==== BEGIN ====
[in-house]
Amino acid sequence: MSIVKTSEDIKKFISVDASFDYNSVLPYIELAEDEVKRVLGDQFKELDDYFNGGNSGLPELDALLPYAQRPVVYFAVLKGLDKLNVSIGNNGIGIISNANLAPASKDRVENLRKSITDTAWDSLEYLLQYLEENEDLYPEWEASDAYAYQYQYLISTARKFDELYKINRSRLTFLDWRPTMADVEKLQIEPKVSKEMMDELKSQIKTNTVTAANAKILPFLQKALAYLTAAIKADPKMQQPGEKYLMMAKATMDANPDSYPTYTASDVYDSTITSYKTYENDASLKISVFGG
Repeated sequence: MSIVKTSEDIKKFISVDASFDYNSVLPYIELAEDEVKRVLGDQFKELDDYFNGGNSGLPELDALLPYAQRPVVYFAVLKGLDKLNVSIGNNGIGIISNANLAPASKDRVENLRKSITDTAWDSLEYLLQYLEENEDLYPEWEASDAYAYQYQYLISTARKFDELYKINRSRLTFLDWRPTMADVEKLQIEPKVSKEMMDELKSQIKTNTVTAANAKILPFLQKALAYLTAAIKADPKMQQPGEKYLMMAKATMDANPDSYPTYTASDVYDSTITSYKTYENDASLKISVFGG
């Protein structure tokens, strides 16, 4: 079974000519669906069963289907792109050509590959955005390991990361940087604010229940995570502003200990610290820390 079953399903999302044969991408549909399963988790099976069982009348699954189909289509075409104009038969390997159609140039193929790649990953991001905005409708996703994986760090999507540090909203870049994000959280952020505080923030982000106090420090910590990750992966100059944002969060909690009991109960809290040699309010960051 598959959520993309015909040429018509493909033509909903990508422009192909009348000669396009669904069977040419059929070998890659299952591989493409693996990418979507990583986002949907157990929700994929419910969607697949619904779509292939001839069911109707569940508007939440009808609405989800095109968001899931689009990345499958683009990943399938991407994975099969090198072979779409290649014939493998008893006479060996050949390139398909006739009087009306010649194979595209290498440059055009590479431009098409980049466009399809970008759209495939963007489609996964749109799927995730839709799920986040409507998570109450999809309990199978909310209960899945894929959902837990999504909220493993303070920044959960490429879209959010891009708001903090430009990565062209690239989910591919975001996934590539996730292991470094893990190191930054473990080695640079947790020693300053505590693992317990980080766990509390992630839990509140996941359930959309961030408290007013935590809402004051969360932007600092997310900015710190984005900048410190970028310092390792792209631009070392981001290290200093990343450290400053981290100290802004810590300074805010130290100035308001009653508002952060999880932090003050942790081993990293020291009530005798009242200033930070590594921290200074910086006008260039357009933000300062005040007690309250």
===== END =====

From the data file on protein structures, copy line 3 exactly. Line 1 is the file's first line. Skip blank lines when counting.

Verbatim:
Repeated sequence: MSIVKTSEDIKKFISVDASFDYNSVLPYIELAEDEVKRVLGDQFKELDDYFNGGNSGLPELDALLPYAQRPVVYFAVLKGLDKLNVSIGNNGIGIISNANLAPASKDRVENLRKSITDTAWDSLEYLLQYLEENEDLYPEWEASDAYAYQYQYLISTARKFDELYKINRSRLTFLDWRPTMADVEKLQIEPKVSKEMMDELKSQIKTNTVTAANAKILPFLQKALAYLTAAIKADPKMQQPGEKYLMMAKATMDANPDSYPTYTASDVYDSTITSYKTYENDASLKISVFGG